Chapter 3 discusses fundamental tools for developing with Java (the compiler, the interpreter, jshell, and the JAR file package).

Chapters 4 and 5 introduce programming fundamentals, then describe the Java language itself, beginning with the basic syntax and then covering classes and objects, exceptions, arrays, enumerations, annotations, and much more.

Chapter 6 covers exceptions, errors, and the logging facilities native to Java.

Chapter 7 covers collections alongside generics and parameterized types in Java.

Chapter 8 covers text processing, formatting, scanning, string utilities, and much of the core API utilities.

Chapter 9 covers the language’s built-in thread facilities.

Chapter 10 covers the basics of graphical user interface (GUI) development with Swing.

Chapter 11 covers Java I/O, streams, files, sockets, networking, and the NIO package.

Chapter 12 covers web applications using servlets, servlet filters, and WAR files, as well as web services.

Chapter 13 introduces the Java Community Process and highlights how to track future changes to Java while helping you retrofit existing code with new features, such as the lambda expressions introduced in Java 8.

If you’re like us, you don’t read books from front to back. If you’re really like us, you usually don’t read the preface at all. However, on the off chance that you will see this in time, here are a few suggestions:

If you are already a programmer and just need to learn Java in the next five minutes, you are probably looking for the examples. You might want to start by glancing at the tutorial in Chapter 2. If that doesn’t float your boat, you should at least look at the information in Chapter 3, which explains how to use the compiler and interpreter. This should get you started.

Chapters 11 and 12 are the places to head if you are interested in writing network or web-based applications and services. Networking remains one of the more interesting and important parts of Java.

Chapter 10 discusses Java’s graphics features and component architecture. You should read this if you are interested in writing desktop graphical Java applications.

Chapter 13 discusses how to stay on top of changes to the Java language itself, regardless of your particular focus.” (B086L2NYWR)

Online Resources

“There are many online sources for information about Java.

Oracle’s official website for Java topics is https://oreil.ly/Lo8QZ; look here for the software, updates, and Java releases. This is where you’ll find the reference implementation of the JDK, which includes the compiler, the interpreter, and other tools.

Oracle also maintains the OpenJDK site. This is the primary open source version of Java and the associated tools. We’ll be using the OpenJDK for all the examples in this book.

You should also visit O’Reilly’s site at http://oreilly.com/. There you’ll find information about other O’Reilly books for both Java and a growing array of other topics. You should also check out the online learning and conference options — O’Reilly is a real champion for education in all its forms.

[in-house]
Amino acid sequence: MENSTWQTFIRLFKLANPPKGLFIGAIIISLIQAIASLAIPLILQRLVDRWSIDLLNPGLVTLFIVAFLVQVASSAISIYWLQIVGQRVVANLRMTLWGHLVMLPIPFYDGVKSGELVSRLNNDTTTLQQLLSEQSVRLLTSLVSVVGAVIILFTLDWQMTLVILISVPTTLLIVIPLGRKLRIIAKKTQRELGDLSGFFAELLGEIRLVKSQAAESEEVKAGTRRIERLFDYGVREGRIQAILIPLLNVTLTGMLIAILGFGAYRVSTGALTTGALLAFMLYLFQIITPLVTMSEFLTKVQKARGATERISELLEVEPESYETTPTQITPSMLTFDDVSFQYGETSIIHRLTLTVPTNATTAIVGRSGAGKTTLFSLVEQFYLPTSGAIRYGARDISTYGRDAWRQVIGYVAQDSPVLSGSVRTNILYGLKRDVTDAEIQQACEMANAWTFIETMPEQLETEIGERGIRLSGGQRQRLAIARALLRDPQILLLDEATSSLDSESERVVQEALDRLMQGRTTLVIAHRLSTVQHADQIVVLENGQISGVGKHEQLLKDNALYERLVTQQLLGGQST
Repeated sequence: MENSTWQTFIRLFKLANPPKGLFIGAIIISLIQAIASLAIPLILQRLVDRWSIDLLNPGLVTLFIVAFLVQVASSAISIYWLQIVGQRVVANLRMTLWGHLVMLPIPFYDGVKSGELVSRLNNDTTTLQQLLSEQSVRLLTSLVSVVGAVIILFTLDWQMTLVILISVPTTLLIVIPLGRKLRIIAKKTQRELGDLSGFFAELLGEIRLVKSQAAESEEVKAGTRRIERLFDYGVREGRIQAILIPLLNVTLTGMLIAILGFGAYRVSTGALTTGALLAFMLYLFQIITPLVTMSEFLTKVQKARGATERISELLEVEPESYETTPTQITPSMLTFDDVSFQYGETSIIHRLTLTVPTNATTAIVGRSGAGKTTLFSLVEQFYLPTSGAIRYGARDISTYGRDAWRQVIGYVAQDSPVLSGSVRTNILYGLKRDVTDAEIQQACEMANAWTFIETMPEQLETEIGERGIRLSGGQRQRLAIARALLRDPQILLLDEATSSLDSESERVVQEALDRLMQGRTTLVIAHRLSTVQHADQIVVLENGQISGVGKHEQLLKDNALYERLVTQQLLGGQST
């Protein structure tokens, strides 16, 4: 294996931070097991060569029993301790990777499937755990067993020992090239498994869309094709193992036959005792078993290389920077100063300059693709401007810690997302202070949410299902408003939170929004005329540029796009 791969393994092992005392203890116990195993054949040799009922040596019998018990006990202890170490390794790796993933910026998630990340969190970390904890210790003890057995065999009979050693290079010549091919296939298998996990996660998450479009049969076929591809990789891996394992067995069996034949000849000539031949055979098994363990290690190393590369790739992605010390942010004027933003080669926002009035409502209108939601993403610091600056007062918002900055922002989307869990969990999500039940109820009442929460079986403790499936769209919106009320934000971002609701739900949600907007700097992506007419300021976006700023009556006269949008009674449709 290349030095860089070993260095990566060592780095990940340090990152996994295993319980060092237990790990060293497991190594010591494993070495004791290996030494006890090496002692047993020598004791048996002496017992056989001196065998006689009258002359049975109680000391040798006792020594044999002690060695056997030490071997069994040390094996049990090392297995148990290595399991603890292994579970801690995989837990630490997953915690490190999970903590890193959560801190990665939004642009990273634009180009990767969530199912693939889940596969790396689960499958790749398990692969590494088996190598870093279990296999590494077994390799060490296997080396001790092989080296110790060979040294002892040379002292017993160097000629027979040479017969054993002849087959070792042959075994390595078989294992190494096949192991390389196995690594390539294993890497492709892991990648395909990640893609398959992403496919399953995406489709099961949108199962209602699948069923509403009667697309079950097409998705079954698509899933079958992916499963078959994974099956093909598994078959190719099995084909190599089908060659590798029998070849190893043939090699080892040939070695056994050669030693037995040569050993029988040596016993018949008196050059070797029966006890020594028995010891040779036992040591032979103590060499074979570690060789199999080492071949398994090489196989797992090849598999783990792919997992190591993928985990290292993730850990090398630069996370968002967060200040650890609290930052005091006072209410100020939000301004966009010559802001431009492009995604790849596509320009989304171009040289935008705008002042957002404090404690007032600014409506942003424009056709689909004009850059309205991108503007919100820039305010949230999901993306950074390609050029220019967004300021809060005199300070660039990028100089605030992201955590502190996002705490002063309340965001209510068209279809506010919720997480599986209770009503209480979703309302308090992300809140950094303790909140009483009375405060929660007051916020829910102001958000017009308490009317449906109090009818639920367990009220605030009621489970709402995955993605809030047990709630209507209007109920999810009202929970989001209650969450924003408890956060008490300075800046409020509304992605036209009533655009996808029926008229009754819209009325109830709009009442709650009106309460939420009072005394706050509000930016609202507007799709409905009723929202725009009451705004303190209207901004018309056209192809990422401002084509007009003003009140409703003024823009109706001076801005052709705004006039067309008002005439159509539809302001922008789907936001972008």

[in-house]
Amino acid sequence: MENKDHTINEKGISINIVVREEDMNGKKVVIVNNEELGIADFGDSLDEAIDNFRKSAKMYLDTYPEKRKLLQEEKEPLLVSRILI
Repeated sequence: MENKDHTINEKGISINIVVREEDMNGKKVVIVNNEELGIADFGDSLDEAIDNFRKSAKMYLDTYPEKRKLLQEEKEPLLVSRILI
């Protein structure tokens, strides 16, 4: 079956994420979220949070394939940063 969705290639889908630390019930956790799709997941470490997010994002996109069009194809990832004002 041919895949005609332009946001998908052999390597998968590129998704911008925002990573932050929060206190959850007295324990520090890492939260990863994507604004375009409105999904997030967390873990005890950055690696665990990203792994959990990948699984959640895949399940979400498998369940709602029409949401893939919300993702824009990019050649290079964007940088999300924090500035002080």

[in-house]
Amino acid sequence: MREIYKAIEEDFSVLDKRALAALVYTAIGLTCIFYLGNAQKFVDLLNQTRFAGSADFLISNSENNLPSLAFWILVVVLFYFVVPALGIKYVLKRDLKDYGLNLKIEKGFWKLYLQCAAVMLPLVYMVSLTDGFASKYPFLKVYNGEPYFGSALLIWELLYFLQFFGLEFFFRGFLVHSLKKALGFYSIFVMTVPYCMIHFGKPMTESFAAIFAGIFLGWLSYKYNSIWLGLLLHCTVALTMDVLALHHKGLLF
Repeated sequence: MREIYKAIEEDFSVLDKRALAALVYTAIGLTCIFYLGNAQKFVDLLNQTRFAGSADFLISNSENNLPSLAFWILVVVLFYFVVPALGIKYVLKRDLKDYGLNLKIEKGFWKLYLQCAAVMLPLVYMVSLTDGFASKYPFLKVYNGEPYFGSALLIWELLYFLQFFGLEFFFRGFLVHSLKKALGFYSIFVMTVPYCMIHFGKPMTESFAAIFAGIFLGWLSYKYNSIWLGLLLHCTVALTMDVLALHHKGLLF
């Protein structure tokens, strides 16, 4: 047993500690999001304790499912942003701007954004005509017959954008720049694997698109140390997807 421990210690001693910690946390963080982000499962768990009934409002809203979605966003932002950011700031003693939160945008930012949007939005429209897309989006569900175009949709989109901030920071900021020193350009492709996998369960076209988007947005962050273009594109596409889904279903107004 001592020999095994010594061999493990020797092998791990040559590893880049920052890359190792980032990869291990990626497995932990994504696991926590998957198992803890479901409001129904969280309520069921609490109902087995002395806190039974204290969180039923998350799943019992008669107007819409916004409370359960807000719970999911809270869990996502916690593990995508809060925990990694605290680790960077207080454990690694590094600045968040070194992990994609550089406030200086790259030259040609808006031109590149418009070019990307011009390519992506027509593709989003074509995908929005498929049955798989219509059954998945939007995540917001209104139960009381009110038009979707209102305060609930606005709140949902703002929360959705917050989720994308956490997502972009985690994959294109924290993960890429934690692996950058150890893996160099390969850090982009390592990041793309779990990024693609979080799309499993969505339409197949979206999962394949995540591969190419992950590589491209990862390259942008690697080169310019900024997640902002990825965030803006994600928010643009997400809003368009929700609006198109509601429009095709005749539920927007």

And of course, you can check the home page for Learning Java!” (B086L2NYWR)

Conventions Used in This Book

“The font conventions used in this book are quite simple.

Italic is used for:

Pathnames, filenames, and program names

Internet addresses, such as domain names and URLs

New terms where they are defined

Program names, compilers, interpreters, utilities, and commands

Threads

Constant width is used for:

Anything that might appear in a Java program, including method names, variable names, and class names

Tags that might appear in an HTML or XML document

Keywords, objects, and environment variables

Constant width bold is used for:

Text that is typed by the user on the command line or in a dialog

Constant width italic is used for:

Replaceable items in code

In the main body of text, we always use a pair of empty parentheses after a method name to distinguish methods from variables and other creatures.

In the Java source listings, we follow the coding conventions most frequently used in the Java community. Class names begin with capital letters; variable and method names begin with lowercase. All the letters in the names of constants are capitalized. We don’t use underscores to separate words in a long name; following common practice, we capitalize individual words (after the first) and run the words together. For example: thisIsAVariable, thisIsAMethod(), ThisIsAClass, and THIS_IS_A_CONSTANT. Also, note that we differentiate between static and nonstatic methods when we refer to them. Unlike some books, we never write Foo.bar() to mean the bar() method of Foo unless bar() is a static method (paralleling the Java syntax in that case).” (B086L2NYWR)

Table of Contents:

(B086L2NYWR)

Preface Who Should Read This Book

New Developments New in This Edition (Java 11, 12, 13, 14)

Using This Book

Online Resources

Conventions Used in This Book

Using Code Examples

O’Reilly Online Learning

How to Contact Us

Acknowledgments

  1. A Modern Language Enter Java Java’s Origins

Growing Up

A Virtual Machine

Java Compared with Other Languages

Safety of Design Simplify, Simplify, Simplify…

Type Safety and Method Binding

Incremental Development

Dynamic Memory Management

Error Handling

Threads

Scalability

Safety of Implementation The Verifier

Class Loaders

Security Managers

Application and User-Level Security

A Java Road Map The Past: Java 1.0–Java 11

The Present: Java 14

The Future

Availability

  1. A First Application Java Tools and Environment Installing the JDK

Installing OpenJDK on Linux

Installing OpenJDK on macOS

Installing OpenJDK on Windows

Configuring IntelliJ IDEA and Creating a Project

Running the Project

Grabbing the Learning Java Examples

HelloJava Classes

The main() Method

Classes and Objects

Variables and Class Types